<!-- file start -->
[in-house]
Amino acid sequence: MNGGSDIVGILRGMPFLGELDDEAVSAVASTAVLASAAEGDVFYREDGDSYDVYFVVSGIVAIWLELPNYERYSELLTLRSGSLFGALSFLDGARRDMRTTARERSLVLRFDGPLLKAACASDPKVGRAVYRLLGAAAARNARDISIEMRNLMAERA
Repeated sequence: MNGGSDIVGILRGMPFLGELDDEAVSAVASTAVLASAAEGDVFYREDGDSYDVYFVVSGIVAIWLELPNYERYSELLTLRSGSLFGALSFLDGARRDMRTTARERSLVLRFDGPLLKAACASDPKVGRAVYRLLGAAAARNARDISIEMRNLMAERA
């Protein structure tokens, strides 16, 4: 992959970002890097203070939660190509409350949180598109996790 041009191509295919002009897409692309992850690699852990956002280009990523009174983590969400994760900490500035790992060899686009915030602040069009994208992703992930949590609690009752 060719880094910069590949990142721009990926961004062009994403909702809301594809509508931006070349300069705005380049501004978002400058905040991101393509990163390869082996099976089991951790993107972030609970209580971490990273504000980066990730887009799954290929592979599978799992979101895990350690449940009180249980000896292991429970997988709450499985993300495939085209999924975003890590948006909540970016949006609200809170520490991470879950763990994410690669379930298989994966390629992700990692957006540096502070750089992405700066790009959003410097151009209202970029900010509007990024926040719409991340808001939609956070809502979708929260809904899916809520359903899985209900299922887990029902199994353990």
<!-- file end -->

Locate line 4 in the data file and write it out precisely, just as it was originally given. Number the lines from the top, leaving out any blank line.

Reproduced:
């Protein structure tokens, strides 16, 4: 992959970002890097203070939660190509409350949180598109996790 041009191509295919002009897409692309992850690699852990956002280009990523009174983590969400994760900490500035790992060899686009915030602040069009994208992703992930949590609690009752 060719880094910069590949990142721009990926961004062009994403909702809301594809509508931006070349300069705005380049501004978002400058905040991101393509990163390869082996099976089991951790993107972030609970209580971490990273504000980066990730887009799954290929592979599978799992979101895990350690449940009180249980000896292991429970997988709450499985993300495939085209999924975003890590948006909540970016949006609200809170520490991470879950763990994410690669379930298989994966390629992700990692957006540096502070750089992405700066790009959003410097151009209202970029900010509007990024926040719409991340808001939609956070809502979708929260809904899916809520359903899985209900299922887990029902199994353990």